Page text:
SACRAMENTO — A lawyer for lobbyist Clayton R. Jackson on Thursday claimed that former state Sen. Alan Robbins exerted power over his client that was "the functional equivalent of a rapist over his victim."
In his closing arguments in Jackson's corruption trial, lawyer Donald H. Heller described that stranglehold as being so strong in 1991 that it kept Jackson from telling authorities he believed that he was the victim of a Robbins "shakedown."
Heller conceded that in hindsight it was "a big mistake" not to have informed the U.S. attorney, but Jackson was worried that Robbins would kill legislation of importance to Jackson's clients unless he appeared to be going along with a demand for $250,000.
"This guy (Robbins) was mind-raping Clay Jackson with his power," Heller told a federal jury that has been hearing evidence against the veteran lobbyist and former state Sen. Paul B. Carpenter for the past six weeks.
A federal grand jury in February indicted Jackson, 50, and Carpenter, 65, relying heavily on evidence supplied by Robbins, who in 1991 pleaded guilty to corruption charges, resigned his seat and agreed to wear a hidden recording device as part of his agreement to cooperate with the government.
Jackson, whose lobbying firm last year earned more than $2 million, is accused of racketeering, money laundering and conspiracy. Carpenter, whose Senate district straddled Orange and Los Angeles counties, is charged with conspiracy, money laundering and obstruction of justice. Both men have pleaded not guilty.
Much of the government's case hinges on Robbins' testimony that Jackson and Carpenter were part of an illegal scheme to launder $78,000 in campaign contributions to the Van Nuys Democrat for his personal use.
The case against Jackson also rests on secret tapes that Robbins made of conversations with Jackson--conversations that prosecutors contend show that the lobbyist offered the lawmaker a $250,000 bribe in exchange for a legislative favor.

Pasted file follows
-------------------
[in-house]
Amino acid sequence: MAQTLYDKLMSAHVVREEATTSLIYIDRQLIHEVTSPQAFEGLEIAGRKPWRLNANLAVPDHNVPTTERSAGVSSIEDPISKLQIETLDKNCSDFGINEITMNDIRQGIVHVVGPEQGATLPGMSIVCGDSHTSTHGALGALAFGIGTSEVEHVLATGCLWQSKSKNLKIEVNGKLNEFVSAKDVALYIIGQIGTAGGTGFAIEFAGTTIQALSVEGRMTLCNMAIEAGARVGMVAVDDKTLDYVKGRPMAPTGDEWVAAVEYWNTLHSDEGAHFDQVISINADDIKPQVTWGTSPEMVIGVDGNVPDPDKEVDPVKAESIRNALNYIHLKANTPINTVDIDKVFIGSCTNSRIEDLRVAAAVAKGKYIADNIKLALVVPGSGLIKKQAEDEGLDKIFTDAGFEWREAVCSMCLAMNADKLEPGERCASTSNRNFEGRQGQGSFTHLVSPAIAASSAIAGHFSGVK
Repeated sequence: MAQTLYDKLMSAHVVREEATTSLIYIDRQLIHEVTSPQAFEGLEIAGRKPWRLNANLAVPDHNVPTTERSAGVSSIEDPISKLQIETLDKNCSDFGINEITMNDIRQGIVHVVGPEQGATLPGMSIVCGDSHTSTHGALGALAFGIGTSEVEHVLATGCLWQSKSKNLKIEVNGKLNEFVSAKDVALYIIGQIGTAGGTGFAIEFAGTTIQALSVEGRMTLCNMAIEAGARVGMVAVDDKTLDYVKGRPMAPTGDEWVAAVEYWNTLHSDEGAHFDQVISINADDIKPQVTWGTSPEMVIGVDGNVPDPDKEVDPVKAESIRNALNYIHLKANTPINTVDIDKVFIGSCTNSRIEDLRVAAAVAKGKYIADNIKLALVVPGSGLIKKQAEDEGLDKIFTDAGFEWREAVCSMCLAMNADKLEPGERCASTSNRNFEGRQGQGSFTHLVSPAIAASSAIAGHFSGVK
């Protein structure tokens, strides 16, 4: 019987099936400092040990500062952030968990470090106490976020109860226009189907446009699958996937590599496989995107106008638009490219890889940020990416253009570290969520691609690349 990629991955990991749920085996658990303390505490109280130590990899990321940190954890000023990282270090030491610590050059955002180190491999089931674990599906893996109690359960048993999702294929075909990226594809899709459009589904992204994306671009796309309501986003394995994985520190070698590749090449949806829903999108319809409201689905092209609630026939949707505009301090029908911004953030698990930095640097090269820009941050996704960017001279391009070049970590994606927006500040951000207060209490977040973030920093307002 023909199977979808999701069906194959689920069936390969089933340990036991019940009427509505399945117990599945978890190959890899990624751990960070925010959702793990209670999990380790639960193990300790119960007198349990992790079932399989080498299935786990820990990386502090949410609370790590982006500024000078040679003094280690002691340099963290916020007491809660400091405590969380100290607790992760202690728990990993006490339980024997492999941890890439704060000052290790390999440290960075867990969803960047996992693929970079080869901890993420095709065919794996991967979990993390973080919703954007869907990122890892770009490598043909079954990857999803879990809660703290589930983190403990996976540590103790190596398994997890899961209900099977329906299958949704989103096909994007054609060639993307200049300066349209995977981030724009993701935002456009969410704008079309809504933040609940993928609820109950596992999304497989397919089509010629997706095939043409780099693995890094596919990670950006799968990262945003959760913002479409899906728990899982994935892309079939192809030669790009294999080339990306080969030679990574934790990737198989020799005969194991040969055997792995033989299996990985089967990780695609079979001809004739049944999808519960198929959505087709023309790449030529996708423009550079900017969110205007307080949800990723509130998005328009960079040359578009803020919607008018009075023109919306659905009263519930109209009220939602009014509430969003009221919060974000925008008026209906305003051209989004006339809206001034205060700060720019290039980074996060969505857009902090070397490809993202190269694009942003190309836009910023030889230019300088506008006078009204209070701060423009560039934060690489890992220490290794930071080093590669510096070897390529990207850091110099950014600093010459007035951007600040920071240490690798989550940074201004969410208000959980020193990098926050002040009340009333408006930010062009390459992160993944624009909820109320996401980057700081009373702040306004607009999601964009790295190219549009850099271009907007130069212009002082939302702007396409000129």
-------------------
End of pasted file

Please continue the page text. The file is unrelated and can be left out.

Heller and Carpenter's lawyer, Charles F. Bloodgood, made a last-ditch effort to persuade the jury of their clients' innocence. Both used charts and blowups of jury instructions and testimony to buttress their contention that Robbins is an unreliable and untruthful witness.
Jurors sat impassively, even when Heller was telling them that his favorite musical is "Chorus Line" and that one of its hit songs, "What I Did for Love," should be rephrased for Robbins' role in the case to "What I Would Do for Money."
Heller reminded the jury that Robbins, who is completing a two-year federal prison sentence, will soon have access to his personal fortune plus a possible $1 million real estate commission stemming from a transaction in Marina del Rey.
"In Alan Robbins, you have the coalescence of intellect, cunning, amorality and evil motivated by getting the key to his cell" so he can get out of prison quicker, Heller told jurors and spectators, including a score of Jackson supporters.
Carpenter's lawyer, Bloodgood, also targeted Robbins for harsh criticism, saying the government forced the former lawmaker into the position of having to develop evidence against Carpenter and Jackson.
"If I do it, it's called extortion," Bloodgood said. "If the FBI does it, it's called cooperation."
Bloodgood also maintained that even if Jackson had bribed Robbins on legislation dating back to 1985, prosecutors had failed to tie those ill-gotten funds to Carpenter.
Projecting a blowup of Robbins' testimony on a screen in front of the jury, Bloodgood noted that the ex-lawmaker admitted on the stand that he never told Carpenter the contributions would wind up being used for Robbins' benefit.
"In order for my client to be guilty, it's got to be dirty money and he's got to know that it's dirty," Bloodgood asserted.
But in a final rebuttal, Assistant U.S. Atty. John Vincent dismissed defense arguments. "The defense in this case makes absolutely no sense," he said. He implored jurors: "Do not leave your common sense at the jury door."
On Monday, U.S. District Judge Edward J. Garcia will give jurors their final instructions and they will begin deliberating.
Times staff writer Cynthia H. Craft contributed to this story.